Floorish Newsletter ⏪ DEI & Trauma

Welcome to the eighth edition of the Floorish newsletter dedicated to providing you with insightful data, ideas and views on diversity, equity and inclusion. In this newsletter, taking no more than 3 minutes of your time, I aim to keep you informed and inspired with thought-provoking content, practical tips and inspiring stories.

In recent years, I’ve been consistently occupied with a particular query: Why do underprivileged groups sometimes support leaders whose actions seem to conflict with their own interests? For instance, why would women and ethnic minorities endorse politicians who explicitly oppose affirmative action or other corrective measures that address their long-standing discrimination?  

This blog entry delves into the potential influence of trauma on the political choices that can jeopardise the well-being of underprivileged individuals. My underlying premise is that the reenactment of trauma bears an ongoing influence on individuals who have experienced discrimination, exclusion, and other forms of social violence. 

The word ‘trauma’ derives from ancient Greek and means physical wound’. The term evolved and became relevant to psychology as it denoted a mental injury caused by highly distressing events. The effects of trauma differ between individuals due to their distinct sensitivities and the varying impact of their past experiences. Researchers use manifold categorisations to investigate trauma, spanning the distinction between single incidents versus ongoing events that may translate into complex trauma. Many of the experiences we categorise as traumatic appear to stem from systemic violence. These incidents originate from diverse sources, endure over extended periods, and have extensive manifestations.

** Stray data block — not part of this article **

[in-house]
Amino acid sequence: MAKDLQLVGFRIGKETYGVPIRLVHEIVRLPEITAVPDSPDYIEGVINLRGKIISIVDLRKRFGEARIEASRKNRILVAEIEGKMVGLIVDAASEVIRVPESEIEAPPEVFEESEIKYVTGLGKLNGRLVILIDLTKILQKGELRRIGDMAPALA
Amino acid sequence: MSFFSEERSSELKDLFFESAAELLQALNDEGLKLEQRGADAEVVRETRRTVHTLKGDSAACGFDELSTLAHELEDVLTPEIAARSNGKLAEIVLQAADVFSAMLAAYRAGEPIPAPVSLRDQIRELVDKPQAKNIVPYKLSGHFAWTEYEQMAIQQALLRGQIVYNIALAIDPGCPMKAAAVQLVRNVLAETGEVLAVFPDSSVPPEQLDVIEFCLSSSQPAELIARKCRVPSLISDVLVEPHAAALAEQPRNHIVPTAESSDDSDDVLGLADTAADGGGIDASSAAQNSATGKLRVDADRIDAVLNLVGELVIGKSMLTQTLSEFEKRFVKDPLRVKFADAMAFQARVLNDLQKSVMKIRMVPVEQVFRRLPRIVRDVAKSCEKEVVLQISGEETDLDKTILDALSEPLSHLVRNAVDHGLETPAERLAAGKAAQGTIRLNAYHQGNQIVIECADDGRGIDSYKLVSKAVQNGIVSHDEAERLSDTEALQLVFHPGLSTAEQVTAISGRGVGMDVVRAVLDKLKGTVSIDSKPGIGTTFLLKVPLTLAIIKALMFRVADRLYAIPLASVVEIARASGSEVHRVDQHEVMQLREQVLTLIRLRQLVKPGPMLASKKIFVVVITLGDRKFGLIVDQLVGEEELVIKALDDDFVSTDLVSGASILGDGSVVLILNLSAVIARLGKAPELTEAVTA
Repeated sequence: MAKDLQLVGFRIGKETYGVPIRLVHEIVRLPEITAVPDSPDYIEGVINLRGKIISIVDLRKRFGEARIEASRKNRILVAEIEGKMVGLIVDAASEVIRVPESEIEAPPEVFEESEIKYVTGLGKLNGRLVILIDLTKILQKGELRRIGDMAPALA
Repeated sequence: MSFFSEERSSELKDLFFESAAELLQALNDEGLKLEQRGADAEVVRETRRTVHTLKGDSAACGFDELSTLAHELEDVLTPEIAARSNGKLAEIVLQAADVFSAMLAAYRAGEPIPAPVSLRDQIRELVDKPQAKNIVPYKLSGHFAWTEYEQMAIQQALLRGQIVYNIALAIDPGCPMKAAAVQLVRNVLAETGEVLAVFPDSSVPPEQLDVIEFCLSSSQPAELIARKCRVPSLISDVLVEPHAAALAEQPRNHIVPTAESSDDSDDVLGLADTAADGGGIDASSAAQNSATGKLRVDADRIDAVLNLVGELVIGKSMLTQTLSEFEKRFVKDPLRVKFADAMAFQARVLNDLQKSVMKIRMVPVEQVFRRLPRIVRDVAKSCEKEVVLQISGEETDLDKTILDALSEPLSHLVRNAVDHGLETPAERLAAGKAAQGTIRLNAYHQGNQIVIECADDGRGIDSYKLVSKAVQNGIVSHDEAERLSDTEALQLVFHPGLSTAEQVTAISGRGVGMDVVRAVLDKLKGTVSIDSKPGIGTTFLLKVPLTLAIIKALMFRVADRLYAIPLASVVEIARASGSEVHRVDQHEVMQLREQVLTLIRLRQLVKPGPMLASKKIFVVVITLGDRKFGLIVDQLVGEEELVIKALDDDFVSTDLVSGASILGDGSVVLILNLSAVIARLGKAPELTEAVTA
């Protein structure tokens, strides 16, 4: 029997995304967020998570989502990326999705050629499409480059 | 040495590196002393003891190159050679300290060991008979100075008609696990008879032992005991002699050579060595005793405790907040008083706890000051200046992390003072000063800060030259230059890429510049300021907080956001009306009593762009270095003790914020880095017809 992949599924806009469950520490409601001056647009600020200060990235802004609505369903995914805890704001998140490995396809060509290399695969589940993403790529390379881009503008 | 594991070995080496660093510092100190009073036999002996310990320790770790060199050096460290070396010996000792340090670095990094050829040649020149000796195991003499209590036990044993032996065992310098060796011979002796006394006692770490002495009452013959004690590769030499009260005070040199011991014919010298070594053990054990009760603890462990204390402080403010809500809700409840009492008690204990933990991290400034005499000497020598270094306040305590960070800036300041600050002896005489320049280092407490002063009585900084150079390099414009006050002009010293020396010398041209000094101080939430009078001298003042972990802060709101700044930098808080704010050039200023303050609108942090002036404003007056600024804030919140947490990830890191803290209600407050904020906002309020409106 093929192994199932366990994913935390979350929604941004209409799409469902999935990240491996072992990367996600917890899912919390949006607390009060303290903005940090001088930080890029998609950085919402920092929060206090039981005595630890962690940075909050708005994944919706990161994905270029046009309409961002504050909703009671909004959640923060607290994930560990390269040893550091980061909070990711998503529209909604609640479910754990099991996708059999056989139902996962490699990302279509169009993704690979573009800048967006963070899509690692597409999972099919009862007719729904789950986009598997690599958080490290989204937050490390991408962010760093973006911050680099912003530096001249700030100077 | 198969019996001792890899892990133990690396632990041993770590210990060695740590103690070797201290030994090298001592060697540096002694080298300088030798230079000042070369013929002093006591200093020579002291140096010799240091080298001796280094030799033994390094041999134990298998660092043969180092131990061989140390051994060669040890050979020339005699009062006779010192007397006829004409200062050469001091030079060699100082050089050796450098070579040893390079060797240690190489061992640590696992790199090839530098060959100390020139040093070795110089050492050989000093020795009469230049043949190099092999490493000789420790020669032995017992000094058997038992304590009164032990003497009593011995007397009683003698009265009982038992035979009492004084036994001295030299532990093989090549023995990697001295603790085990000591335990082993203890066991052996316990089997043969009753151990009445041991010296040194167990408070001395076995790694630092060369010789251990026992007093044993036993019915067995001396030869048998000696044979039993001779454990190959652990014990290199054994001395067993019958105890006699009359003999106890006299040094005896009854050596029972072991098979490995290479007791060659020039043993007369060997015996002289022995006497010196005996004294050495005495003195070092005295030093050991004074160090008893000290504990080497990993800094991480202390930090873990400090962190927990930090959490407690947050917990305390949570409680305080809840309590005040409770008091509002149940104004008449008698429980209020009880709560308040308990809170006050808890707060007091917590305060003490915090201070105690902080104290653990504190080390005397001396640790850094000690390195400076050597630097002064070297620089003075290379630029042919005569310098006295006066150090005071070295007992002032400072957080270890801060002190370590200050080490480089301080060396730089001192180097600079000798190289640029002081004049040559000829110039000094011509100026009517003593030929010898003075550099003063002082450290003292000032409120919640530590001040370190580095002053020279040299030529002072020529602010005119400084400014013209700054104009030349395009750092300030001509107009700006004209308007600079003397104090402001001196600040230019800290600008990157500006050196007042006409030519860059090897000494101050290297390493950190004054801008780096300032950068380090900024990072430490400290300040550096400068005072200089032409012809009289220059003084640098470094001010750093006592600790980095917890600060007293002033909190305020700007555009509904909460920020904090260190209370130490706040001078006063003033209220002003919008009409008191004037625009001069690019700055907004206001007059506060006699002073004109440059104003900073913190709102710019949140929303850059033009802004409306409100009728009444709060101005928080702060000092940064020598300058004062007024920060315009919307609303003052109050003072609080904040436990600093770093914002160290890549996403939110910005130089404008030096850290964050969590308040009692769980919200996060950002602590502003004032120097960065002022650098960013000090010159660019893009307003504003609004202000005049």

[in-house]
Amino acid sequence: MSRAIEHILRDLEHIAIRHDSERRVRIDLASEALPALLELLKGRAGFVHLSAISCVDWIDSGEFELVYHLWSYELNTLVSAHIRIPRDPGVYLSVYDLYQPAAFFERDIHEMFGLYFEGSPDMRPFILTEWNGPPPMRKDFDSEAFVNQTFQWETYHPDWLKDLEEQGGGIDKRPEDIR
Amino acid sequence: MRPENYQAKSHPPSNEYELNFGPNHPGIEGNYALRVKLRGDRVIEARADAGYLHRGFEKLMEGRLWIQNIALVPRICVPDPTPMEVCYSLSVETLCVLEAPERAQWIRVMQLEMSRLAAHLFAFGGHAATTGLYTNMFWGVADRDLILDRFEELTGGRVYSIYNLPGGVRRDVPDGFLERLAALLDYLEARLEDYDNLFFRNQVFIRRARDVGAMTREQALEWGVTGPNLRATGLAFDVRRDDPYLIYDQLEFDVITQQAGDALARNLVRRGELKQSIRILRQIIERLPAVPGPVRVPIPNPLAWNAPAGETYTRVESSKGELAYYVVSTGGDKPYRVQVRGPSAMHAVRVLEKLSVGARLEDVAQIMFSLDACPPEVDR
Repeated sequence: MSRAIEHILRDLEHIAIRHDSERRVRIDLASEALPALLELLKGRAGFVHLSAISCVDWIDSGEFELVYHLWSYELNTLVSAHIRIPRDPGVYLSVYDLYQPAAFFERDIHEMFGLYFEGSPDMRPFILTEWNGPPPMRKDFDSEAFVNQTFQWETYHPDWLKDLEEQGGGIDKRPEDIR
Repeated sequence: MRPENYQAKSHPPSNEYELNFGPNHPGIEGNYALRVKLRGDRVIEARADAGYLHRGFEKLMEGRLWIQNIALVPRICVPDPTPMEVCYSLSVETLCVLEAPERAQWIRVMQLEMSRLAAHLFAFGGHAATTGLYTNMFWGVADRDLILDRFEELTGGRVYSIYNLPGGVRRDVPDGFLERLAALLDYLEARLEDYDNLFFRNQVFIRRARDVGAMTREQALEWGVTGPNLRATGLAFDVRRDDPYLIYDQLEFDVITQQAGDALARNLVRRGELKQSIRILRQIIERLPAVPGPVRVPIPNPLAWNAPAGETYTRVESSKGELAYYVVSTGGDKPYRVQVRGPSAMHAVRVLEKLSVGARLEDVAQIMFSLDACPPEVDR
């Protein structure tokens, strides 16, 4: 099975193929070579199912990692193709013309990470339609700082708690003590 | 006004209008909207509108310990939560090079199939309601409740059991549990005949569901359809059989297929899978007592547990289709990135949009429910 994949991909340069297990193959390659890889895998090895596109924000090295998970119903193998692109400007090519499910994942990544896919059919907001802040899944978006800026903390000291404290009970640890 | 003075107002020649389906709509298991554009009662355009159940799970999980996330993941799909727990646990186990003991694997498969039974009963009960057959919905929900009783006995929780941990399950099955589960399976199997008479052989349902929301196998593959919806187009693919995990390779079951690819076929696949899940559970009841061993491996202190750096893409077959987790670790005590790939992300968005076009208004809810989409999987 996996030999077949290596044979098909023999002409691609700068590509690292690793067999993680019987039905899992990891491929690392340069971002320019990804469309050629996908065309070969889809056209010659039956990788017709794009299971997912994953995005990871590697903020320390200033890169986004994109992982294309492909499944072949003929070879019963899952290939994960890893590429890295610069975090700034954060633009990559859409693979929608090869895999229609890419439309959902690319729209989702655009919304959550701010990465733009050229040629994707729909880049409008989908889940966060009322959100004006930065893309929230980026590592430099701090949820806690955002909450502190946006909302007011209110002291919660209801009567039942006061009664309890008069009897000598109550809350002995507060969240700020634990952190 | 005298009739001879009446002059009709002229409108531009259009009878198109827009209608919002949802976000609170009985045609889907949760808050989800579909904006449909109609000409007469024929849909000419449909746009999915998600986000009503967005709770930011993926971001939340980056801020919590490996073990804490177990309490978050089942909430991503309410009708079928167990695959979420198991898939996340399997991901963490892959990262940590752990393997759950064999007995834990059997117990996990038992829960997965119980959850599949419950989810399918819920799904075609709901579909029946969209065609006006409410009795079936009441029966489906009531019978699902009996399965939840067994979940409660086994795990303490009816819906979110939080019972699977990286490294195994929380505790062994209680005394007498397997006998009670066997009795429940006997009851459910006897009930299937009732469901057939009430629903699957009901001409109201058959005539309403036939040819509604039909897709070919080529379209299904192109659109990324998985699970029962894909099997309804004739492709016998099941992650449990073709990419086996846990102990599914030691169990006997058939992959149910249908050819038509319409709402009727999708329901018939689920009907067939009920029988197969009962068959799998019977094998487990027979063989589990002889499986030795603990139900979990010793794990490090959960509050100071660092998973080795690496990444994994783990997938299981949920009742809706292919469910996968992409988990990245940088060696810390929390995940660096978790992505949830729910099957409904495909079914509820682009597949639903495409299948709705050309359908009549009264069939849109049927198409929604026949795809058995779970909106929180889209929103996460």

The impact of trauma has physical, psychological, and neurobiological aspects:

  • Physical: Detrimental effects on physical health, contributing to an elevated susceptibility to conditions like cardiovascular diseases, hypertension, and other stress-induced ailments.
  • Mental: A range of emotional distress, encompassing feelings of anxiety, depression, post-traumatic stress disorder, and diminished self-confidence. These experiences can hinder the establishment of healthy interpersonal connections, foster challenges in building trust, and promote social isolation.
  • Neurobiological: Changes in brain structures and functions linked to the regulation of stress and processing of emotions.

Furthermore, intergenerational trauma may shape the family lives of underprivileged minorities. These groups are more vulnerable to experiences of exclusion, which pass down through generations and impact the well-being of descendants of those who have suffered from historical discrimination.

Among specific responses to traumatic experiences, one widespread phenomenon is reenactment. This topic is important for this newsletter because it relates to my inquiry into why some individuals from underprivileged groups choose leaders whose actions patently contradict their interests. Reenactment affects trauma survivors, who are said to relive the event or events at the heart of their mental injury repetitively.